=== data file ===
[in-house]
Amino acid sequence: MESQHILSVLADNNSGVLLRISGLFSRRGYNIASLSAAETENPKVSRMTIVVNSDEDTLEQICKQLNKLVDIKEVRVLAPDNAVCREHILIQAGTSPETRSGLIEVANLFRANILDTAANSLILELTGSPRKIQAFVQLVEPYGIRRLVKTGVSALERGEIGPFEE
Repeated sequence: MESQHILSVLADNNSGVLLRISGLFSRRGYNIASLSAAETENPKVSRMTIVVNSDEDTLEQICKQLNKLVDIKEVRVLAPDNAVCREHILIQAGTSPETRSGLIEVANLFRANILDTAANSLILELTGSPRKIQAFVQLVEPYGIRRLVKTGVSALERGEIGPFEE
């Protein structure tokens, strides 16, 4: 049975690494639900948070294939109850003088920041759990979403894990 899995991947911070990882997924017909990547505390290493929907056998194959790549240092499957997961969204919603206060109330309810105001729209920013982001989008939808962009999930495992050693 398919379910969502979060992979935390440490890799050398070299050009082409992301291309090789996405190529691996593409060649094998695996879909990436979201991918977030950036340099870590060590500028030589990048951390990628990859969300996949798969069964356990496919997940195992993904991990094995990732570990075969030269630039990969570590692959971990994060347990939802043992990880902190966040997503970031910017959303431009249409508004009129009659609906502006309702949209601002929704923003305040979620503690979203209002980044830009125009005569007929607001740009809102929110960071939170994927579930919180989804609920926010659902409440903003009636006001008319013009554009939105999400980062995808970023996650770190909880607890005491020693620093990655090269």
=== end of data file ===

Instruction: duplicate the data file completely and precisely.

[in-house]
Amino acid sequence: MESQHILSVLADNNSGVLLRISGLFSRRGYNIASLSAAETENPKVSRMTIVVNSDEDTLEQICKQLNKLVDIKEVRVLAPDNAVCREHILIQAGTSPETRSGLIEVANLFRANILDTAANSLILELTGSPRKIQAFVQLVEPYGIRRLVKTGVSALERGEIGPFEE
Repeated sequence: MESQHILSVLADNNSGVLLRISGLFSRRGYNIASLSAAETENPKVSRMTIVVNSDEDTLEQICKQLNKLVDIKEVRVLAPDNAVCREHILIQAGTSPETRSGLIEVANLFRANILDTAANSLILELTGSPRKIQAFVQLVEPYGIRRLVKTGVSALERGEIGPFEE
């Protein structure tokens, strides 16, 4: 049975690494639900948070294939109850003088920041759990979403894990 899995991947911070990882997924017909990547505390290493929907056998194959790549240092499957997961969204919603206060109330309810105001729209920013982001989008939808962009999930495992050693 398919379910969502979060992979935390440490890799050398070299050009082409992301291309090789996405190529691996593409060649094998695996879909990436979201991918977030950036340099870590060590500028030589990048951390990628990859969300996949798969069964356990496919997940195992993904991990094995990732570990075969030269630039990969570590692959971990994060347990939802043992990880902190966040997503970031910017959303431009249409508004009129009659609906502006309702949209601002929704923003305040979620503690979203209002980044830009125009005569007929607001740009809102929110960071939170994927579930919180989804609920926010659902409440903003009636006001008319013009554009939105999400980062995808970023996650770190909880607890005491020693620093990655090269």